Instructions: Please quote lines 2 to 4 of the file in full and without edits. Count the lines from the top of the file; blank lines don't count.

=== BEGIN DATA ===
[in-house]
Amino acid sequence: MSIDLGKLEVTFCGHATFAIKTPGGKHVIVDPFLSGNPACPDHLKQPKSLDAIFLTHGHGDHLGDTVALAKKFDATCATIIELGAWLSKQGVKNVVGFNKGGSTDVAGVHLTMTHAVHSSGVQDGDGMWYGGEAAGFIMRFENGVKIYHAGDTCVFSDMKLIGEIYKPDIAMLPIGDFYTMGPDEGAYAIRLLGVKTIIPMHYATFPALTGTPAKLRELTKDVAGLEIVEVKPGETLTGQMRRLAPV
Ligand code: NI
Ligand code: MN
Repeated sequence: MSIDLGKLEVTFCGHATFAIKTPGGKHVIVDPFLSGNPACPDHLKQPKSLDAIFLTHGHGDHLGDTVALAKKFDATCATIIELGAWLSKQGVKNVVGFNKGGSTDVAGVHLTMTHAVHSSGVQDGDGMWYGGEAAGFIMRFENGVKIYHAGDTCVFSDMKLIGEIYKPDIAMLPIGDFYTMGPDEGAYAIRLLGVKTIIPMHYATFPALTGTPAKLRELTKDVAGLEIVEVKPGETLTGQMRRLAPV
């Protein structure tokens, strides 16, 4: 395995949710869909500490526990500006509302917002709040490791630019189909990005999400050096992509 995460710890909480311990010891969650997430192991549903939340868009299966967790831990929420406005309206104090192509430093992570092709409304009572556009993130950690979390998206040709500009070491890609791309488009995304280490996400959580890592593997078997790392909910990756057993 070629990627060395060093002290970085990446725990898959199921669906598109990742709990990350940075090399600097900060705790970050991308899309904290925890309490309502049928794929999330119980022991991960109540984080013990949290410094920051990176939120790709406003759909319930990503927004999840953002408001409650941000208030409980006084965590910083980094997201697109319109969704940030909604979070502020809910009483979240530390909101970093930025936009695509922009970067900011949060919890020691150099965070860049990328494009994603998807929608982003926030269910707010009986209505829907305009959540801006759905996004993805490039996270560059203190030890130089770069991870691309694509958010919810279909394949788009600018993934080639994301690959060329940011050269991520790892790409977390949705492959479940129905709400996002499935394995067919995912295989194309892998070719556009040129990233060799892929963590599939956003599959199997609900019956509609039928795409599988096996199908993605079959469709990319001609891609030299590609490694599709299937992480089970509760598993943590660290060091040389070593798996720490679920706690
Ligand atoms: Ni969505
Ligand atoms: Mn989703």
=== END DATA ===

Amino acid sequence: MSIDLGKLEVTFCGHATFAIKTPGGKHVIVDPFLSGNPACPDHLKQPKSLDAIFLTHGHGDHLGDTVALAKKFDATCATIIELGAWLSKQGVKNVVGFNKGGSTDVAGVHLTMTHAVHSSGVQDGDGMWYGGEAAGFIMRFENGVKIYHAGDTCVFSDMKLIGEIYKPDIAMLPIGDFYTMGPDEGAYAIRLLGVKTIIPMHYATFPALTGTPAKLRELTKDVAGLEIVEVKPGETLTGQMRRLAPV
Ligand code: NI
Ligand code: MN